Review | The Cult – Under The Midnight Sun
Black Hill Records
After the 2016 album ‘Hidden City’ we saw tour activity of The Cult. The fact that they signed with Black Hill Records in 2020 was a sign of new things to come but it still took main men Ian Astbury (vocals) and Billy Duffy (guitar) a little over a year and a half to finalize the writing and recording.
CHANGE OF PRODUCER
With their eleventh studio-album Duffy and Astbury decided it was time for a change of producer. Instead of Bob Rock, who had worked on the previous five records with the band, this time Tom Dalgety (Ghost) worked with the group (drummer John Tempesta, Damon Fox on keys and guitars and bass player Grant Fitzpatrick) on the eight songs that finally made it to the record clocking a total playing time of just thirty-five minutes plus a few seconds. That is nowadays severely under par, as far as I am concerned.
A FULL CIRCLE FOR THE CULT
Apparently, The Cult worked in the Rockfield studio where they recorded in their very early days. And when you hear the whole album, the atmosphere, the songs, the sound and everything else involved, it seems that The Cult has gone full circle. This record has elements of albums like ‘Love’, ‘Sonic Temple’, ‘Electric’ and ‘Ceremony’, but that is something that is not bad at all.
The baritone voice of Astbury, the twanged guitar sound of Duffy (this dude has a unique sound), fragments of post-punk, gothic, psychedelic, rock and metal, it is all there in its full glory embedded in tracks such as ,,Mirror’’, ,,Impermanence’’ (very gothic) and the laid back title track that sounds very sombre, psychedelic and with plenty of atmospheric orchestration. One of the best tracks is ,,Knife Through Butterfly Heart’’, with its six minutes the longest piece of the pack that has a beautiful soulful character and a riff that carries the bulk of the song. The solo by Duffy is absolutely outstanding!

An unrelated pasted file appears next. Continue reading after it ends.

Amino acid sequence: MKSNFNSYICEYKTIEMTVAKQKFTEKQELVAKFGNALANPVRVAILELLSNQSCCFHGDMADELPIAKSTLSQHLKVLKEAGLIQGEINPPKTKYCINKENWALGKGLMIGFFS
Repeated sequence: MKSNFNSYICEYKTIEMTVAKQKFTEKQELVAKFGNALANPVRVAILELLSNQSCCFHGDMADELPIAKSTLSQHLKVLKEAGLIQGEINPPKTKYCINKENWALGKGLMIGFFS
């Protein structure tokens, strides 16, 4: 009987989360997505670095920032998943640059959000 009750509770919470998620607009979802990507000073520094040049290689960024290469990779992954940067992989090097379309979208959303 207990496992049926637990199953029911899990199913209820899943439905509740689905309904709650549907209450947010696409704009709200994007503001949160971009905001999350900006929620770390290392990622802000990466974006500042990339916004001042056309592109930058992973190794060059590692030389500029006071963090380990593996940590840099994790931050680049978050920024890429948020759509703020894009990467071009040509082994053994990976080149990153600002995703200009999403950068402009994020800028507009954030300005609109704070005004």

As always Astbury’s lyrics are full of mystique, idyllic, haunting, dark and partly dealing with religion. His voice has not lost any of its strength. He still sounds intriguing and brings atmosphere to the table. The Cult also has not lost any of its musical expression. With the voice of Astbury and the guitar of Duffy as main weapon The Cult has made it into 2022, armed with their own sound and musical ingredients. No idea of the band will be able to repeat the success of some of the above-mentioned records (that featured some hit singles) but for me this album is a winner. Unfortunately, way too short but filled with quality.
Release date: 7 October 2022